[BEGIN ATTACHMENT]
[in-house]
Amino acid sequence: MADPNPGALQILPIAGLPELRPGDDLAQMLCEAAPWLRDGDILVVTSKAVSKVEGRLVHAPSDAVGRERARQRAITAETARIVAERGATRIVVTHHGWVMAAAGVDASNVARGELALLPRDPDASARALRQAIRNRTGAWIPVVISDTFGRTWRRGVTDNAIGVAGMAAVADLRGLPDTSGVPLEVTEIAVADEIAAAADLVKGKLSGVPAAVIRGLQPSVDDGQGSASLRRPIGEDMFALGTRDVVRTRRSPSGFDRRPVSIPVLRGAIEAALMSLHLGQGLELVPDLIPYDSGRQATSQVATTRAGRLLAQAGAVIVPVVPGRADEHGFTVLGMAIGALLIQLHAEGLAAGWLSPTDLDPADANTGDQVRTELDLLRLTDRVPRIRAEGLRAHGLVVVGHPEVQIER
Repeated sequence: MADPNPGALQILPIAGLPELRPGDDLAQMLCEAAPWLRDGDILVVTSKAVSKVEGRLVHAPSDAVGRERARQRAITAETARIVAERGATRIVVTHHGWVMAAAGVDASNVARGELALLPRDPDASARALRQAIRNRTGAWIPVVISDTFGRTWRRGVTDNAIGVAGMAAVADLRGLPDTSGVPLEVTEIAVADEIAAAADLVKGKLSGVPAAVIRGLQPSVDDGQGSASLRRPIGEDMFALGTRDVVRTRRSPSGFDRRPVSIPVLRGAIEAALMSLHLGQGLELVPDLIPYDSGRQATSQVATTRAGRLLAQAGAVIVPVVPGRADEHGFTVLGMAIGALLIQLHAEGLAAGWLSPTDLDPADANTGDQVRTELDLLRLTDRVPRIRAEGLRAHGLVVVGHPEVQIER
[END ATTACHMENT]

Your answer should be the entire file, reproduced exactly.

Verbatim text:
[in-house]
Amino acid sequence: MADPNPGALQILPIAGLPELRPGDDLAQMLCEAAPWLRDGDILVVTSKAVSKVEGRLVHAPSDAVGRERARQRAITAETARIVAERGATRIVVTHHGWVMAAAGVDASNVARGELALLPRDPDASARALRQAIRNRTGAWIPVVISDTFGRTWRRGVTDNAIGVAGMAAVADLRGLPDTSGVPLEVTEIAVADEIAAAADLVKGKLSGVPAAVIRGLQPSVDDGQGSASLRRPIGEDMFALGTRDVVRTRRSPSGFDRRPVSIPVLRGAIEAALMSLHLGQGLELVPDLIPYDSGRQATSQVATTRAGRLLAQAGAVIVPVVPGRADEHGFTVLGMAIGALLIQLHAEGLAAGWLSPTDLDPADANTGDQVRTELDLLRLTDRVPRIRAEGLRAHGLVVVGHPEVQIER
Repeated sequence: MADPNPGALQILPIAGLPELRPGDDLAQMLCEAAPWLRDGDILVVTSKAVSKVEGRLVHAPSDAVGRERARQRAITAETARIVAERGATRIVVTHHGWVMAAAGVDASNVARGELALLPRDPDASARALRQAIRNRTGAWIPVVISDTFGRTWRRGVTDNAIGVAGMAAVADLRGLPDTSGVPLEVTEIAVADEIAAAADLVKGKLSGVPAAVIRGLQPSVDDGQGSASLRRPIGEDMFALGTRDVVRTRRSPSGFDRRPVSIPVLRGAIEAALMSLHLGQGLELVPDLIPYDSGRQATSQVATTRAGRLLAQAGAVIVPVVPGRADEHGFTVLGMAIGALLIQLHAEGLAAGWLSPTDLDPADANTGDQVRTELDLLRLTDRVPRIRAEGLRAHGLVVVGHPEVQIER